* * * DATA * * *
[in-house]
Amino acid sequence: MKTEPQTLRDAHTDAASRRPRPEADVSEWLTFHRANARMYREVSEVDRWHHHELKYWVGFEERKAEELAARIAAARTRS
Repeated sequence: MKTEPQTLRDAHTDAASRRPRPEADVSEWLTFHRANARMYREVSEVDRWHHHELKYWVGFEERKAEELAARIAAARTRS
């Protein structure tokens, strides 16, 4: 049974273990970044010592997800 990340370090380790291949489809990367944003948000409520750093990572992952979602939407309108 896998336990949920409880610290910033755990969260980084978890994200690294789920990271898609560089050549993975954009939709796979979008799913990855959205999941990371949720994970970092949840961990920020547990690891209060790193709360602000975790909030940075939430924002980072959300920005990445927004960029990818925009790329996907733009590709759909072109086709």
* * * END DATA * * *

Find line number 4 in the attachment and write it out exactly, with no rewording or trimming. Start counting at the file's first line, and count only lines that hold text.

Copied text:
């Protein structure tokens, strides 16, 4: 049974273990970044010592997800 990340370090380790291949489809990367944003948000409520750093990572992952979602939407309108 896998336990949920409880610290910033755990969260980084978890994200690294789920990271898609560089050549993975954009939709796979979008799913990855959205999941990371949720994970970092949840961990920020547990690891209060790193709360602000975790909030940075939430924002980072959300920005990445927004960029990818925009790329996907733009590709759909072109086709």